Rentals go quickly in Bend so having documentation ready will help you once you’ve found the right place. Property managers and landlords usually review applications in the order in which they are received, so submitting your application quickly greatly improve the chances of securing a place.
To apply for a rental, you will need to complete an application provided by the landlord. Application forms vary and might be available online or need to be completed on paper. You should be prepared to document information about your employment, rental history, and previous landlord contact information. The best thing you can do is to be prepared with the following documentation:
- Proof of employment letter on company letterhead and signed by a company representative stating position, start date, length of employment, salary, and opportunities for bonuses
- If self employed, CPA letter stating annual income and source of income
- Last two pay stubs
- Last two years' tax returns
- Last two years' W-2s
- Two most recent bank statements
- Contact information for previous landlords
- Photo ID: driver's license, passport, etc.
- Landlords typically require tenants’ combined annual salaries to equal 3 times the monthly rent
- If you do not meet this requirement, some landlords might accept a larger deposit or a co-signor.
- Landlords look for a good credit history and expect reasonable documentation for any problems.
Once you have applied for a rental, it typically takes most landlords one or two days to review an application, run credit & background checks, and get back to an applicant with a decision.
If you are approved and live out of the area, expect to sign lease paperwork online, via email or fax, or sometimes though express mail. If you are local, you should be able to sign lease paperwork at the office or a local coffee shop.
Expect to pay an application fee somewhere between $25-100 to cover the cost of processing the application and running a credit report and background check. In the most competitive markets you might be asked to submit a refundable security deposit in order to secure the rental immediately upon approval of your application.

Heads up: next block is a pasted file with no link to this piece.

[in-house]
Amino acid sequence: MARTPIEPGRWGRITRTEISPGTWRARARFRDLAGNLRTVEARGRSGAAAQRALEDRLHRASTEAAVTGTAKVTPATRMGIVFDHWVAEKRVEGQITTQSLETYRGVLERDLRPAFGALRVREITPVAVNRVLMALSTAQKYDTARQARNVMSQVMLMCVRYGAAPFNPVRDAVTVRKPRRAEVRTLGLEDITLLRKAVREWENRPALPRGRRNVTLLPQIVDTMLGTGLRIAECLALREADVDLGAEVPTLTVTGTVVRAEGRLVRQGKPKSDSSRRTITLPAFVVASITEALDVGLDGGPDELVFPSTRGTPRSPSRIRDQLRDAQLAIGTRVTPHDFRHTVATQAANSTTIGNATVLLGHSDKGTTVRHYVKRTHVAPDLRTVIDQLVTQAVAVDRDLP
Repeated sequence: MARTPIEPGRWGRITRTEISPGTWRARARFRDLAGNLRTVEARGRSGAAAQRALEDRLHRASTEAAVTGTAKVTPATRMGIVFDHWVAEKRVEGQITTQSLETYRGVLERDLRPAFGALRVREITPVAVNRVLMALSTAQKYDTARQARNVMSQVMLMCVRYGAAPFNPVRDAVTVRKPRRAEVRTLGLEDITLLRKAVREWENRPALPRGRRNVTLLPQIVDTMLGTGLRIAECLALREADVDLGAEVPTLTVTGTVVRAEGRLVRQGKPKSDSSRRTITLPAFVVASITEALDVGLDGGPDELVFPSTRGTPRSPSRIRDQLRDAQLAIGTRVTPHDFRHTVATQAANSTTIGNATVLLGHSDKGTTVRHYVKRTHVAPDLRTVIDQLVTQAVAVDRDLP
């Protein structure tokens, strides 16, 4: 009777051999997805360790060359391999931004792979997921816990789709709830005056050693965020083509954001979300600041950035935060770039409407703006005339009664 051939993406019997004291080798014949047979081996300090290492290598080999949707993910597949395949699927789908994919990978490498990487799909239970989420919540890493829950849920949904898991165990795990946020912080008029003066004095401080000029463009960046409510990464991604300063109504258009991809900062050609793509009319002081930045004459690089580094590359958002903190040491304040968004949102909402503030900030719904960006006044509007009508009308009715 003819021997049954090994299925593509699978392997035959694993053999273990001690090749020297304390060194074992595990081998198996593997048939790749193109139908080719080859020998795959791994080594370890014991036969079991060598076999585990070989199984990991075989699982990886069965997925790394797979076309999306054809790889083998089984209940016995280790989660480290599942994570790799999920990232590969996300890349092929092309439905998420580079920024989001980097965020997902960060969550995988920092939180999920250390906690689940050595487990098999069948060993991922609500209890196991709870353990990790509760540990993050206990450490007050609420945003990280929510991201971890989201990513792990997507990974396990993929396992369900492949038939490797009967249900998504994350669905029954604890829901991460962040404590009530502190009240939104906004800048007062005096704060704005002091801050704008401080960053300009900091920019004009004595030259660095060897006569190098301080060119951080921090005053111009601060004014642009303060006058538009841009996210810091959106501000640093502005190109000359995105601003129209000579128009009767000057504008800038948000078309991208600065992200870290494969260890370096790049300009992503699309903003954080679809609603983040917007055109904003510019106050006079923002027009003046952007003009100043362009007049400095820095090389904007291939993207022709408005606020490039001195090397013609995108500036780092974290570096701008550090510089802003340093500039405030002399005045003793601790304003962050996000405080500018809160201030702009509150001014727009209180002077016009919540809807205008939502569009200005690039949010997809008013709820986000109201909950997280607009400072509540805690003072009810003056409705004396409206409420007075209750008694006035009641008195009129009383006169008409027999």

While you will not be obligated to take an apartment you’ve been approved for, make sure that it is the right home for you! Besides, applying to multiple rentals can get expensive!
Payments at lease signing, in the form of certified check or money order, typically include:
- First month’s rent
- Security deposit equal to 1-2 months rent
Security deposit: The landlord takes this payment to protect against any damage done by the tenant over the course of the lease. If there is no damage beyond normal wear and tear of the apartment, the landlord will refund your deposit after you move out. Please consult Oregon tenant/landlord law for more information on security deposits.
In cases where the applicant has a limited work history, does not have a U.S. credit history, or does not quite meet the landlord’s financial requirements, the landlord will sometimes ask for additional rent or security up front, a co-signor, or both a co-signor and additional funds up front. The amount required varies, and is negotiated between the applicants and the landlord during the application process.
Landlords typically require all roommates to fill out a full application, submit personal documentation, and sign the lease. Landlords can look to each individual tenant to cover the full monthly rent, so make sure you and your roommates are on the same page before signing a lease together.
Bend is a very pet-friendly town. While pet policy varies by landlord and apartment community, communicating the specifics about your pet, such as weight and breed, to your broker or prospective landlord will help you to find places that fit your situation best.